Amsterdam, with its tree-lined canals, cobbled streets and narrow, gabled houses, is an unsurprisingly popular city for a mini-break. Once the stag-do capital of the world, the iconic city, alive with cyclists and a cosmopolitan crowd, is now a not-too-far-away destination for those looking for a heady mix of art galleries, independent shopping, design-savvy hotels and a buzzy gastronomy scene. And since 2020, when Eurostar announced the launch of a new direct route to the quaint capital of the Netherlands, the boutique-lined labyrinth of waterways is now more accessible than ever.

The city has also seen tourists shift outward to the myriad neighbourhoods surrounding central Amsterdam, from great gastronomy (Restaurant De Kas, housed in a huge greenhouse, is an insider favourite) to beautiful gardens and striking architecture, these suburbs are central Amsterdam’s underrated, yet highly discerning, cousin, and merit a visit all on their own.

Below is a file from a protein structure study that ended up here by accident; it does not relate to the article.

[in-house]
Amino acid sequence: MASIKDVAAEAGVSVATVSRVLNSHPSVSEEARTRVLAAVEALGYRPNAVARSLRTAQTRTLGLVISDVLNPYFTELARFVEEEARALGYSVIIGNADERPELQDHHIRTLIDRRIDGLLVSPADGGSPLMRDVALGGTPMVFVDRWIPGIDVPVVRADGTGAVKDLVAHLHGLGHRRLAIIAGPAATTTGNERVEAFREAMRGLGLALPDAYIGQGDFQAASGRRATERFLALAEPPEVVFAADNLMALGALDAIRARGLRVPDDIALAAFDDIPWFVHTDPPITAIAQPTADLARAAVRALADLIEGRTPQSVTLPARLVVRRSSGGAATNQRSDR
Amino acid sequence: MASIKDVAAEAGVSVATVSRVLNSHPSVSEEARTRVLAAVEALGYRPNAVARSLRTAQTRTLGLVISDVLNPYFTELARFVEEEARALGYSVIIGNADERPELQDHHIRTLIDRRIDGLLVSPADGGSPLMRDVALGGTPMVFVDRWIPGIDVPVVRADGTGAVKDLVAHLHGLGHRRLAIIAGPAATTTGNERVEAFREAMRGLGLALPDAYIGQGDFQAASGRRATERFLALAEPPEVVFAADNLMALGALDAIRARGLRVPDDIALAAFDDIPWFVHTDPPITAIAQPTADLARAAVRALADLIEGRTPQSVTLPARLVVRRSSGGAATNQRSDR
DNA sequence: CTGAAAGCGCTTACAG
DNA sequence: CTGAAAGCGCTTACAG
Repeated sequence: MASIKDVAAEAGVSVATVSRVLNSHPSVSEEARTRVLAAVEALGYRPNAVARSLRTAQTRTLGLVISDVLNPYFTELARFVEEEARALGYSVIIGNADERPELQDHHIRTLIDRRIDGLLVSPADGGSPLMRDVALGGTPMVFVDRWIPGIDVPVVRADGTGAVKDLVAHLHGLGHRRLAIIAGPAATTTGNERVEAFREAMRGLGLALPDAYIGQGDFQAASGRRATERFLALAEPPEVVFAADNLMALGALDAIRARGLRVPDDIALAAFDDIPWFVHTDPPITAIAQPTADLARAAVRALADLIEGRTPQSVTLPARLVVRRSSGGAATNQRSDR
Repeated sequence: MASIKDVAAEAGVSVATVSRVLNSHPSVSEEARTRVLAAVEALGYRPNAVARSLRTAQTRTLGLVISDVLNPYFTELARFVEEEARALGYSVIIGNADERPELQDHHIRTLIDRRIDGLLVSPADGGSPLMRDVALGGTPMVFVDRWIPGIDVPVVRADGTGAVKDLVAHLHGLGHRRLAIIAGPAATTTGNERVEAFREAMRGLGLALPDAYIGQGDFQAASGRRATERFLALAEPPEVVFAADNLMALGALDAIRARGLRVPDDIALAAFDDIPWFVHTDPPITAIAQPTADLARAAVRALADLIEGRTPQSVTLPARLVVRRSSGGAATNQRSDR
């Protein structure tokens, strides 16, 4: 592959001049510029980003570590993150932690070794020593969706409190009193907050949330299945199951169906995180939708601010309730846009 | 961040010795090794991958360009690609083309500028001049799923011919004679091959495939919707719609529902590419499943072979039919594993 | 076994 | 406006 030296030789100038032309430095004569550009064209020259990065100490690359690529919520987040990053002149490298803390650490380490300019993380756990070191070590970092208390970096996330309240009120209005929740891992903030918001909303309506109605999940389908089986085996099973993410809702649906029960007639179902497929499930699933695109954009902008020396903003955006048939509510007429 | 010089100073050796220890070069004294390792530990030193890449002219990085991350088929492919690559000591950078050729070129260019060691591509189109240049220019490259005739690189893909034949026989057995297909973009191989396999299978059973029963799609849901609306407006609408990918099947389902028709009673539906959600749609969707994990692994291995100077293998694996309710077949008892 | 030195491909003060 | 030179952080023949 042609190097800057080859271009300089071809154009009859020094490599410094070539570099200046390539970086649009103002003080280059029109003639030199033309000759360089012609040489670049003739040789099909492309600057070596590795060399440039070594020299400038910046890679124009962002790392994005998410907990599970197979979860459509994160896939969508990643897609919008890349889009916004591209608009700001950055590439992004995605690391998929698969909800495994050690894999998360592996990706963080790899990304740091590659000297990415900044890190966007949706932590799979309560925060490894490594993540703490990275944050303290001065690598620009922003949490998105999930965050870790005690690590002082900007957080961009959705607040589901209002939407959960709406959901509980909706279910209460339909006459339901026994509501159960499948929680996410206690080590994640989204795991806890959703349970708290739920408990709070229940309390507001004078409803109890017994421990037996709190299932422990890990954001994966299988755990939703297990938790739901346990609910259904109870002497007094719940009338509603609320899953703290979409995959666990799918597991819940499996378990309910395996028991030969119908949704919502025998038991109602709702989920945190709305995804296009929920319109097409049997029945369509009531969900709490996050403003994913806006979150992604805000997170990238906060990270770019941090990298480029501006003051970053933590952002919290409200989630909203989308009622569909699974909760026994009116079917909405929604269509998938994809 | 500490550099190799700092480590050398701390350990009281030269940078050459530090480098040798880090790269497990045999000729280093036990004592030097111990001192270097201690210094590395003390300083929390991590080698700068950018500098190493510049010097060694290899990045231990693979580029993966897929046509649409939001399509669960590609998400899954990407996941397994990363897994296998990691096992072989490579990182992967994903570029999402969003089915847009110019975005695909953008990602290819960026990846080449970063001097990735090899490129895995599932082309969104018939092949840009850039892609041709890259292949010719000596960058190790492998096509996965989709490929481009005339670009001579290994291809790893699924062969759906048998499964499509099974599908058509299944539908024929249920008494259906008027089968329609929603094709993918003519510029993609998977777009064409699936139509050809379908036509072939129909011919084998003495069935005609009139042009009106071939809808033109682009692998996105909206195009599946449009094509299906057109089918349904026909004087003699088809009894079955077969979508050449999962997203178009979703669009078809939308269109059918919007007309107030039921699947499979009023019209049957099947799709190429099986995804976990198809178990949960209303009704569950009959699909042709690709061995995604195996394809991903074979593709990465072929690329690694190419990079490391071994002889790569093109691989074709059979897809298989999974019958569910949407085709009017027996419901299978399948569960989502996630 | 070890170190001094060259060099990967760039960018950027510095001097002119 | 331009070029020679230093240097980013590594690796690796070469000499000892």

Where to stay: Through a courtyard discreetly set off one of Amsterdam’s finest canals, Keizersgracht, The Dylan speaks to its guests in a language that merges past and present, blends historical architecture with achingly-cool contemporary touches, all effervescing under the beamed roofs of several buildings strung together. The fire crackles in the grate of the low-lit lounge, the city’s most well-heeled slip behind the velvet curtain for a smooth nightcap and beyond that, the swanky Vinkeles, where French classics are given an innovatively modest (and typically Dutch) treatment, is one of the area’s best-kept gastronomy secrets.

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